Moon Lily or Devils Trumpet??

When I was younger my mother had flowers she called moon lily's, I believe these were devils trumpet, they bloomed only once per night and had a great delicate smell, I have some seeds that have been kept in a freezer for a couple of years, will these seeds still be good for producing a plant.
thanx bill
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Take a few and put them in a damp -- damp, not wet -- paper towel, put them in a zip lock bag and see what sprouts. (You might want to open the bag occasionally to make sure nothing goes moldy.) The usual number for doing this is ten if you have that many to spare. Count the sprouted ones (say, six out of ten) and you will know you have a 60% viability on the seeds.
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Oh, a P.S.: I just saw packets of these seeds in the seed rack at Walmart Saturday.
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Bill wrote:

If they are Daturas, http://tinyurl.com/327hyq , do not allow anyone or anything you care about eat it. Especially the seeds.
Carl
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wrote:

You are talking about Brugmansia. I have many varieties and I collect them. I also have tons of seeds, but they require a very special environment to germinate. The wet paper towel test doesn't work with these large seeds. Tell me, how large are your seeds and I will tell what you have. Brug seeds are large and have no uniform shape. They, need light to germinate.
I am trying to root cuttings now. I just put my Brugs out last week and pruned them hard. I won't know the color of the plants till they bloom, but I would be willing to send you a plant once they get some roots on them.
Moonflower is a vining plant like morning glory, but white and much larger. They have a scent.
Datura has small to large flowers and they face upward, thus they are called angel trumpets. I have many seeds of Datura wrightii.
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************* ooops , The Datura are Devils Trumpets because they face upward from he**. Brugmansia are Angels Trumpets as most of them face downwardly as if from Angels above.
Brug seeds will germinate with proper temps, moisture, air and light. Paper toweling(damp) in a baggy placed in a bright, warm spot but not in direct sun should do the trick unless you have empty seeds. Or plant in sterile damp potting mix, just press slightly into the soil , cover container tightly with clear plastic , this is the way I grow mine . Method was taught to me by Monika in Germany. You could soak the seeds overnight in very warm water and peel the corky covering off of the beanlike seed before you try to germinate them. If they are viable seeds they sprout much faster when peeled. Keep everything clean so bacteria or mold spores do not take hold. When they first germinate you will see a fuzz but do not mistake for mold , it is the seeds characteristic.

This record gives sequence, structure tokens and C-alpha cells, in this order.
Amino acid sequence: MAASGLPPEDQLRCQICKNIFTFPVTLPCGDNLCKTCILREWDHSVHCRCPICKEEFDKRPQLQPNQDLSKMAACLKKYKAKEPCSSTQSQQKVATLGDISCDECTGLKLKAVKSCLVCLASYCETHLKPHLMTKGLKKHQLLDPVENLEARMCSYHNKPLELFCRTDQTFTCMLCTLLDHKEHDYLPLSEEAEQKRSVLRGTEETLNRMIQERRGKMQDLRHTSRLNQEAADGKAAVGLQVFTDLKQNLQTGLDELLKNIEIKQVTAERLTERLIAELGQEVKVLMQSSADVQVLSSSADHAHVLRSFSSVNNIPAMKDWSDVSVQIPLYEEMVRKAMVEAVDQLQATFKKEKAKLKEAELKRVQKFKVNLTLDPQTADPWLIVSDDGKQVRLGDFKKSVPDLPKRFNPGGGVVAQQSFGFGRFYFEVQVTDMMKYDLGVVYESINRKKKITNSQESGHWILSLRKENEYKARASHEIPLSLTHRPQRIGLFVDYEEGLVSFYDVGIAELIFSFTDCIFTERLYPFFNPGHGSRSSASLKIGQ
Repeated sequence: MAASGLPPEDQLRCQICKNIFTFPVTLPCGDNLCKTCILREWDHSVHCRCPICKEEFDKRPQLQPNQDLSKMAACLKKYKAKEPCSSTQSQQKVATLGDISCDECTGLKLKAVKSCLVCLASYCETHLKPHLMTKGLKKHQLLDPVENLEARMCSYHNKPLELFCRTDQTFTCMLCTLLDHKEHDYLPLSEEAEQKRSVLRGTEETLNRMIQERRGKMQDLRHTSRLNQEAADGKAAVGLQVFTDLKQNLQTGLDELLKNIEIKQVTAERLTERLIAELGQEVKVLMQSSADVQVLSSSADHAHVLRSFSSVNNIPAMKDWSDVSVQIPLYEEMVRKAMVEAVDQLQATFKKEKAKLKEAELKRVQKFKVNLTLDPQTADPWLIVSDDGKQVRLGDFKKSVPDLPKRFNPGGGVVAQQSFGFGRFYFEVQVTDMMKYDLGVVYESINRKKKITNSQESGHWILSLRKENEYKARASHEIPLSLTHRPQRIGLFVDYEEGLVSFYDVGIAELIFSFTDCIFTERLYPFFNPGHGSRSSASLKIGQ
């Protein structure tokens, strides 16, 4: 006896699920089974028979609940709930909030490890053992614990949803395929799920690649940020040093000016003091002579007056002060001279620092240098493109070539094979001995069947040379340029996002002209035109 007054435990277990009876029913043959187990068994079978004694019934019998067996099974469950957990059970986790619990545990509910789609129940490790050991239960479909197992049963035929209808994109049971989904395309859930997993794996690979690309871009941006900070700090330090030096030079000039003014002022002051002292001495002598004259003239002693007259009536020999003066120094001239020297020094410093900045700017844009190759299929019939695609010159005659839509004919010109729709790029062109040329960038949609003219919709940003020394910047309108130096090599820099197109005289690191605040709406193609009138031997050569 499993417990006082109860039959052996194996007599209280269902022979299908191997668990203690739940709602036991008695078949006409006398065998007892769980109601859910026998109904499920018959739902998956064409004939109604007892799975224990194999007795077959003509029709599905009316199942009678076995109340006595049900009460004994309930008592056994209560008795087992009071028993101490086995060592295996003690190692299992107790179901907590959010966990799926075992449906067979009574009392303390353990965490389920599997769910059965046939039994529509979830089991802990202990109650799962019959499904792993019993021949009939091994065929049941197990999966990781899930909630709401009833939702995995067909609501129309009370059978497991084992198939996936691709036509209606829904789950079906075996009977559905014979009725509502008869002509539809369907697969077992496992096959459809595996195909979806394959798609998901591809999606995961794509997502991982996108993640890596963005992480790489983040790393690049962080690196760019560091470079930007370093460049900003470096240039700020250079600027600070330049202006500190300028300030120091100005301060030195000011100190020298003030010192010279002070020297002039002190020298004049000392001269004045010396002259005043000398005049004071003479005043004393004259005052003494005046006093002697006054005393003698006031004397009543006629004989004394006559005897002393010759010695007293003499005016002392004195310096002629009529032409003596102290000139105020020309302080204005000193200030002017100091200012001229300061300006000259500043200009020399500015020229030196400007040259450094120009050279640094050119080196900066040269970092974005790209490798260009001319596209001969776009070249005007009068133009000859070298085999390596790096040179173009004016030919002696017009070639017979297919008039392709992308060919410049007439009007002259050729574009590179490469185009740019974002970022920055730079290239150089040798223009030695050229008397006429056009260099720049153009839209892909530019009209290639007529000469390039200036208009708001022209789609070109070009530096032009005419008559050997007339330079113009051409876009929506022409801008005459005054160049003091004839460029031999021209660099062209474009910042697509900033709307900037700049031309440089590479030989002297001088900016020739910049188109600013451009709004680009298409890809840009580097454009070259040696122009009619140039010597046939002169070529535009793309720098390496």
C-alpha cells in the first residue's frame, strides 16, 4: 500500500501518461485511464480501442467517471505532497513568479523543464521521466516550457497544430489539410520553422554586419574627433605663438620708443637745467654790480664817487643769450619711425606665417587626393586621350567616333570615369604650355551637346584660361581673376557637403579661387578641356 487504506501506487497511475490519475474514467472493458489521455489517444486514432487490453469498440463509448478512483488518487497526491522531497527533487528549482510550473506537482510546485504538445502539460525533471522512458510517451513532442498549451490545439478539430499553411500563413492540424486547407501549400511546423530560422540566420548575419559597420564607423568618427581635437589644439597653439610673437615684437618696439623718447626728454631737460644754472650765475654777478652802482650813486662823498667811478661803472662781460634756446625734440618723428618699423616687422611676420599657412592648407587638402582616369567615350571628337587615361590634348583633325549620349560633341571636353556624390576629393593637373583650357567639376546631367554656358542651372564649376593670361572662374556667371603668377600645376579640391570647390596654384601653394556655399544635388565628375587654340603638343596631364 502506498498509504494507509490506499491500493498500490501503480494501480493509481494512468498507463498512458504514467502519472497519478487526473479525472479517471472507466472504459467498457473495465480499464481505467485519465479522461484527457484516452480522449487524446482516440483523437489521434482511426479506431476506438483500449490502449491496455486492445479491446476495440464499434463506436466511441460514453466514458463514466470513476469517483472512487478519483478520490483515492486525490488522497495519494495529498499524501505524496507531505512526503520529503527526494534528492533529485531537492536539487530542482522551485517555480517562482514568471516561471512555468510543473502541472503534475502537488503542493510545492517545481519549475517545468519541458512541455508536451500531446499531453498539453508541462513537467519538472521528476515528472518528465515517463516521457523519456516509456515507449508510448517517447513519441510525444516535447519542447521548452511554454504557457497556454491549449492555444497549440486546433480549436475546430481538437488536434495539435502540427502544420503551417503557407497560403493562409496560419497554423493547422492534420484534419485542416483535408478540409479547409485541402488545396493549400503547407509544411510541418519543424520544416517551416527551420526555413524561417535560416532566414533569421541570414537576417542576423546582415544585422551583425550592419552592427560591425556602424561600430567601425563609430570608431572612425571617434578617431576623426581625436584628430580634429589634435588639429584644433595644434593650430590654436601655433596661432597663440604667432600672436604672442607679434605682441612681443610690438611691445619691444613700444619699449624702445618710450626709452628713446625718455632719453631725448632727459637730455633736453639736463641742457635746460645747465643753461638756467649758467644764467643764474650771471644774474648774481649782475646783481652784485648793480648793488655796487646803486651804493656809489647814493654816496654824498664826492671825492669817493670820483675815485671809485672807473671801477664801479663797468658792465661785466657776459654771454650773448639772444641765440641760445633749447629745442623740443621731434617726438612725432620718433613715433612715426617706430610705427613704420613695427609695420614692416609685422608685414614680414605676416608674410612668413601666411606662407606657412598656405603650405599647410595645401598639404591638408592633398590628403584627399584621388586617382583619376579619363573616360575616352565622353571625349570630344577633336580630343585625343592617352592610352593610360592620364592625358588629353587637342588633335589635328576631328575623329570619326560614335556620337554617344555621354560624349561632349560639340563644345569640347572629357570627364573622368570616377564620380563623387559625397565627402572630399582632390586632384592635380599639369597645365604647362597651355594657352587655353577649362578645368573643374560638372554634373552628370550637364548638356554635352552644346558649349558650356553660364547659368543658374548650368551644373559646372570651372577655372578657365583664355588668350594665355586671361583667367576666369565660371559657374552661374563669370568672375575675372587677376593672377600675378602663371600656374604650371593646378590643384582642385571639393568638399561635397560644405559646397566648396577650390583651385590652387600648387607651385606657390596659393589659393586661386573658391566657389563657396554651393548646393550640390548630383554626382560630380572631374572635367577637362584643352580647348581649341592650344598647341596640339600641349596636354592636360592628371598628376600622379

Good luck, Get some good named cross seeds because growing a unknown seedling for up to 2 years just to see what you have can be very disappointing :-((
Sienna
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If you are talking about the all white desert planet that grows out here in the mojave desert and I have ones just coming up, every year they regrow from not only the old root but from seeds too and let you know, they are deadly poison too. Do NOT let anyone eat them or lick their hands after touching them, the only thing I've had eat them is the tiny desert snail I get around here, otherwise nothing will touch them and at night I get a full blooming of them in the summer heat.
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On Tue, 20 Mar 2007 10:21:03 -0800, "Starlord"

It makes so much sense to use botanical names. Datura comes from seed and if climate is not too wet or cold in winter will also come back from the root. Mine are hardy here in zone 8b. They are called Angels Trumpets and come in many forms. I mostly collect D. wrightii, D. metel, D. inoxia, D. stramonium (thought his flower is not as showy).
Brugmansia, aka Devils Trumpet is native of the high mountains in Peru and like any other member of the solanacea family have poisonous properties.
The most common insect I see are the giant larvae of Hawk moths. I have many plants so welcome the hornworms because when the moths come at night it's like having nocturnal hummingbirds. They actually look a lot like hummingbirds are are as large, sometimes larger.
Tomatoes have deadly poisonous foliage too, as do eggplant, peppers and any plant in the solanacea.
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